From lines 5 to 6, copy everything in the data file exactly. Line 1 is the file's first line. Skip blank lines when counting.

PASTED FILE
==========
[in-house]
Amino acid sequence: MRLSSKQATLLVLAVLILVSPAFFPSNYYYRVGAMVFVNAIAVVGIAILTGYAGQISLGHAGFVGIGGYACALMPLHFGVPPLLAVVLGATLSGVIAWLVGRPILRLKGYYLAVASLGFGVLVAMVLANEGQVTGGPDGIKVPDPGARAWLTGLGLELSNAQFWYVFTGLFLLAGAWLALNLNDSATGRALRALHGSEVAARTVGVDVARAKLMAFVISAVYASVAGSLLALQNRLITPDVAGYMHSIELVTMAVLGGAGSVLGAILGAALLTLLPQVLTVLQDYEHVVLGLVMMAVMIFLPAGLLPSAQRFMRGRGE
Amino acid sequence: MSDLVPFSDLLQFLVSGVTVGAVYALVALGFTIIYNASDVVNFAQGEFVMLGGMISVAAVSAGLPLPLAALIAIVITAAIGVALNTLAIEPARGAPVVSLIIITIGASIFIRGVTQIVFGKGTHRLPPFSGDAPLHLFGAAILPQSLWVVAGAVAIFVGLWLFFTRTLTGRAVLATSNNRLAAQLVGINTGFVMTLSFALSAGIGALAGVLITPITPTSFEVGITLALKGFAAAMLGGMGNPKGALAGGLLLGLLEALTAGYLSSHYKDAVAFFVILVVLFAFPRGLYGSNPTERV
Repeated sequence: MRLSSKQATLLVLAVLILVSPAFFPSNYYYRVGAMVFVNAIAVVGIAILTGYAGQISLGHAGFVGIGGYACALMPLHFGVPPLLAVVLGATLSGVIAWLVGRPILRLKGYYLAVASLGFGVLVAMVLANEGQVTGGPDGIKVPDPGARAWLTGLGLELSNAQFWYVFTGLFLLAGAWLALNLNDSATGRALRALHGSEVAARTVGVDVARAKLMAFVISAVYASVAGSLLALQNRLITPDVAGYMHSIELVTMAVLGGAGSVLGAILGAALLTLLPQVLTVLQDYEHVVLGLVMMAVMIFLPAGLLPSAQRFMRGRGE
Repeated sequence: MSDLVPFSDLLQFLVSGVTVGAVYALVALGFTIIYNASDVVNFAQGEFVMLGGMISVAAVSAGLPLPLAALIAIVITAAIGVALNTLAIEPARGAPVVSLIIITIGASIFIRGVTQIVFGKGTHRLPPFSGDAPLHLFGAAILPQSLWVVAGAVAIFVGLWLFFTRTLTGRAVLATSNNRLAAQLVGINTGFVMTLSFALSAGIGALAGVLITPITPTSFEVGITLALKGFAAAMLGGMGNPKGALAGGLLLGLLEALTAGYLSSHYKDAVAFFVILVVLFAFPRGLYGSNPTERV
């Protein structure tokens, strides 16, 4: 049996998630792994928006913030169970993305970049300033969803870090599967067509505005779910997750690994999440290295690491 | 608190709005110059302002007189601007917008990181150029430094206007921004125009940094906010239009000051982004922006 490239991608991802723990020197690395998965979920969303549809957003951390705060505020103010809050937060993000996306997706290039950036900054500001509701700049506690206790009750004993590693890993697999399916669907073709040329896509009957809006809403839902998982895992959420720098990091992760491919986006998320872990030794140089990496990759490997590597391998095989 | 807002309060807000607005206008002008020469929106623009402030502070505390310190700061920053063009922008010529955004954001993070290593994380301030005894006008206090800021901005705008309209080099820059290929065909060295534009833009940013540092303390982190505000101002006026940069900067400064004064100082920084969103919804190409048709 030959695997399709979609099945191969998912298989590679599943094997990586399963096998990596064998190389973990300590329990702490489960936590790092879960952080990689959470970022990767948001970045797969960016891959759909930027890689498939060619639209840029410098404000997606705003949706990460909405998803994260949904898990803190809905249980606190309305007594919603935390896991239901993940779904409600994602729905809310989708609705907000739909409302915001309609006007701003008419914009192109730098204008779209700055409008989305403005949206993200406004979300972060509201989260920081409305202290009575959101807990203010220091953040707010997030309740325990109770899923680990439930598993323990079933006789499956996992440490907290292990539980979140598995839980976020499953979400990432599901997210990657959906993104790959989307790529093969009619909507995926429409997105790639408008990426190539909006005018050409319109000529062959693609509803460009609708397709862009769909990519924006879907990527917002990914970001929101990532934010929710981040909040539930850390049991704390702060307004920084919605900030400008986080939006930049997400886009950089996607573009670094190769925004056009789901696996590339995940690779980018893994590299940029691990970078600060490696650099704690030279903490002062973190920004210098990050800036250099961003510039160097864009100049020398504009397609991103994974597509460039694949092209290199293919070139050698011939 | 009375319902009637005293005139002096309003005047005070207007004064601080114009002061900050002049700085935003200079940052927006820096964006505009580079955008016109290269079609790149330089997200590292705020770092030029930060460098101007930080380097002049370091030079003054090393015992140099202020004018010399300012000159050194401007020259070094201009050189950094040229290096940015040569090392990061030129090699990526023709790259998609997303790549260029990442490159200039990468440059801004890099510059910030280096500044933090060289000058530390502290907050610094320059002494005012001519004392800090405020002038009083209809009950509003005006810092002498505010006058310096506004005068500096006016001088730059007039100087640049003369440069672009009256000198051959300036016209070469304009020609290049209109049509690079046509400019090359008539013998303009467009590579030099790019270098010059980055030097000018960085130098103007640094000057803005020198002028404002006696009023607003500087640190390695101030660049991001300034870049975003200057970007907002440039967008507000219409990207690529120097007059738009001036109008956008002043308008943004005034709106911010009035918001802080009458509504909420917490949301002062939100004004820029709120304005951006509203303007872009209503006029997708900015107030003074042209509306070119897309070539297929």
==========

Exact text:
Repeated sequence: MSDLVPFSDLLQFLVSGVTVGAVYALVALGFTIIYNASDVVNFAQGEFVMLGGMISVAAVSAGLPLPLAALIAIVITAAIGVALNTLAIEPARGAPVVSLIIITIGASIFIRGVTQIVFGKGTHRLPPFSGDAPLHLFGAAILPQSLWVVAGAVAIFVGLWLFFTRTLTGRAVLATSNNRLAAQLVGINTGFVMTLSFALSAGIGALAGVLITPITPTSFEVGITLALKGFAAAMLGGMGNPKGALAGGLLLGLLEALTAGYLSSHYKDAVAFFVILVVLFAFPRGLYGSNPTERV
């Protein structure tokens, strides 16, 4: 049996998630792994928006913030169970993305970049300033969803870090599967067509505005779910997750690994999440290295690491 | 608190709005110059302002007189601007917008990181150029430094206007921004125009940094906010239009000051982004922006 490239991608991802723990020197690395998965979920969303549809957003951390705060505020103010809050937060993000996306997706290039950036900054500001509701700049506690206790009750004993590693890993697999399916669907073709040329896509009957809006809403839902998982895992959420720098990091992760491919986006998320872990030794140089990496990759490997590597391998095989 | 807002309060807000607005206008002008020469929106623009402030502070505390310190700061920053063009922008010529955004954001993070290593994380301030005894006008206090800021901005705008309209080099820059290929065909060295534009833009940013540092303390982190505000101002006026940069900067400064004064100082920084969103919804190409048709 030959695997399709979609099945191969998912298989590679599943094997990586399963096998990596064998190389973990300590329990702490489960936590790092879960952080990689959470970022990767948001970045797969960016891959759909930027890689498939060619639209840029410098404000997606705003949706990460909405998803994260949904898990803190809905249980606190309305007594919603935390896991239901993940779904409600994602729905809310989708609705907000739909409302915001309609006007701003008419914009192109730098204008779209700055409008989305403005949206993200406004979300972060509201989260920081409305202290009575959101807990203010220091953040707010997030309740325990109770899923680990439930598993323990079933006789499956996992440490907290292990539980979140598995839980976020499953979400990432599901997210990657959906993104790959989307790529093969009619909507995926429409997105790639408008990426190539909006005018050409319109000529062959693609509803460009609708397709862009769909990519924006879907990527917002990914970001929101990532934010929710981040909040539930850390049991704390702060307004920084919605900030400008986080939006930049997400886009950089996607573009670094190769925004056009789901696996590339995940690779980018893994590299940029691990970078600060490696650099704690030279903490002062973190920004210098990050800036250099961003510039160097864009100049020398504009397609991103994974597509460039694949092209290199293919070139050698011939 | 009375319902009637005293005139002096309003005047005070207007004064601080114009002061900050002049700085935003200079940052927006820096964006505009580079955008016109290269079609790149330089997200590292705020770092030029930060460098101007930080380097002049370091030079003054090393015992140099202020004018010399300012000159050194401007020259070094201009050189950094040229290096940015040569090392990061030129090699990526023709790259998609997303790549260029990442490159200039990468440059801004890099510059910030280096500044933090060289000058530390502290907050610094320059002494005012001519004392800090405020002038009083209809009950509003005006810092002498505010006058310096506004005068500096006016001088730059007039100087640049003369440069672009009256000198051959300036016209070469304009020609290049209109049509690079046509400019090359008539013998303009467009590579030099790019270098010059980055030097000018960085130098103007640094000057803005020198002028404002006696009023607003500087640190390695101030660049991001300034870049975003200057970007907002440039967008507000219409990207690529120097007059738009001036109008956008002043308008943004005034709106911010009035918001802080009458509504909420917490949301002062939100004004820029709120304005951006509203303007872009209503006029997708900015107030003074042209509306070119897309070539297929």